Successful management with contact lenses can sometimes be a frustrating process for those with keratoconus. The fitting and evaluation process involves numerous visits to the optometrist, out of pocket expenses as well as medical insurance co-pays. Luckily, the contact lens industry has responded to the need to have better contact lens materials for patients with keratoconus. It used to be that the only contact lenses available to manage keratoconus were gas-permeable (GP) lenses. Now, more and more patients are being fit with newer generation hybrid lenses (GP lens core with a skirt of soft lens material to aid in fit and comfort) and scleral lenses (large diameter GP lenses that do not rest on the cornea, only the outlying sclera). These newer designs are intended to vault over the central cornea and do not rest on the cornea at all. They have resulted in much more comfortable and wearable strategies for full-time use. As a result of the newer lens designs, the game has changed when it comes to the science of fitting and evaluating the lenses.
For years, optometrists have used corneal topography to guide their decision making on fitting keratoconic eyes. A corneal topographer is an instrument that maps the shape of the cornea, and gives information much like that of a topographical map for hiking. Corneal topography is still an absolutely mandatory part of evaluating the shape of the cone, the simulated corneal curvature, and monitoring for progression of the disease, and is not a standard part of a typical eye examination. However, doctors have a new tool at their disposal for fitting contact lenses on patients with keratoconus.
Optical Coherence Tomography (OCT) was once reserved for use in the back of the eye, or retina. OCT uses visible light passed through the clear structures of the eye to generate a cross-sectional image of the layers of the retina, much like an image generated by an MRI. Advances in OCT technology has improved the resolution to image the eye on the micrometer scale (one-thousandth of a millimeter). OCT technology is now commercially available not only for the retina, but the structures of the front part of the eye. The obvious application is to aid the doctor in the fitting and evaluating complex contact lenses that vault the cornea.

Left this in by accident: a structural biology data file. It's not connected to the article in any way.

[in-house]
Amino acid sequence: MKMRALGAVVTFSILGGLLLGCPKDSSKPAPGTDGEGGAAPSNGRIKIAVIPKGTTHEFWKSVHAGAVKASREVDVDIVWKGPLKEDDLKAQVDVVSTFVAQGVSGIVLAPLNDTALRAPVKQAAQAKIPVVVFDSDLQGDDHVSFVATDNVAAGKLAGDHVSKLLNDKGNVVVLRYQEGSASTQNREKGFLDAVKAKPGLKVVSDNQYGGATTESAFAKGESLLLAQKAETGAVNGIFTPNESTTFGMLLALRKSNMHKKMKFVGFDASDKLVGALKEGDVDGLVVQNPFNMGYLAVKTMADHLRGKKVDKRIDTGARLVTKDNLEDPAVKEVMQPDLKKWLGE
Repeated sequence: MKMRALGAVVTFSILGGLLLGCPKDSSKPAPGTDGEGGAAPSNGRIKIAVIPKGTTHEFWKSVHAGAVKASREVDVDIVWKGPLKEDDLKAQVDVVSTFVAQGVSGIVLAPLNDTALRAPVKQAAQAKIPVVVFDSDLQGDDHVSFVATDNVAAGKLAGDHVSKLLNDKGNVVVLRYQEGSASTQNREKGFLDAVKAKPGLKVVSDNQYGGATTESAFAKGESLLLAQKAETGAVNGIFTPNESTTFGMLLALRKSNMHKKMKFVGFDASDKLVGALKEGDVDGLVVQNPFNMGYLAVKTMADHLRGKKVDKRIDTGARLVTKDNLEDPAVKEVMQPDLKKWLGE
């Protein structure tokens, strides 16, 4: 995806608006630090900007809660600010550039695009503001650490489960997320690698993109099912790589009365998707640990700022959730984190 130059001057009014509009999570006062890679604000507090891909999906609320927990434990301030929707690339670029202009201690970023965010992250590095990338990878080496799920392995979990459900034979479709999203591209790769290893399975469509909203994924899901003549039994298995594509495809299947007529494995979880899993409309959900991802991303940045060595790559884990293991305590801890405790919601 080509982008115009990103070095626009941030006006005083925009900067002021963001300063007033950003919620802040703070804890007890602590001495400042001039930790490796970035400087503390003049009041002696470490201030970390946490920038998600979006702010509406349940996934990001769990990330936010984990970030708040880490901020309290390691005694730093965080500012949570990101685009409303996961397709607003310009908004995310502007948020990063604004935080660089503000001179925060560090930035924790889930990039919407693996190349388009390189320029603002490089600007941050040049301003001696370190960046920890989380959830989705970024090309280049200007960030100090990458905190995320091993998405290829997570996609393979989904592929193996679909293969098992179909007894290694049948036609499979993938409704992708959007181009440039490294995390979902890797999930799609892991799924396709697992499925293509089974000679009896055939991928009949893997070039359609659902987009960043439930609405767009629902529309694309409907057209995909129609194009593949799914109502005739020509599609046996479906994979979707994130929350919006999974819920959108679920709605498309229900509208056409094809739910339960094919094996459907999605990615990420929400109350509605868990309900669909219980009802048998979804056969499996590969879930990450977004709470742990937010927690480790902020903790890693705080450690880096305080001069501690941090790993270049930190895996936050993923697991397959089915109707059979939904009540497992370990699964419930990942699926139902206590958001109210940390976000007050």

OCT allows the optometrist to view a cross-sectional image of the contact lens on the eye in real time and to monitor the health of the cornea in the presence of the contact lens. This view is valuable for judging the vault of new designs of contact lenses over the cornea and judging where the lenses land on the eye. It is the most specific way to determine if the fit is acceptable and to troubleshoot if lenses are not fitting appropriately.
Optometrists now have a much more powerful tool for evaluating and managing even the most challenging contact lens fits. It remains to be seen whether this technology has the ability to reduce the number of visits required for successful fit. But, the precision afforded by this technology does have the ability to improve patient outcomes.
Jeffrey Sonsino, OD, FAAO
The Contact Lens Center at Optique Diplomate
Cornea, Contact Lens, and Refractive Therapies
Reviewed October 2014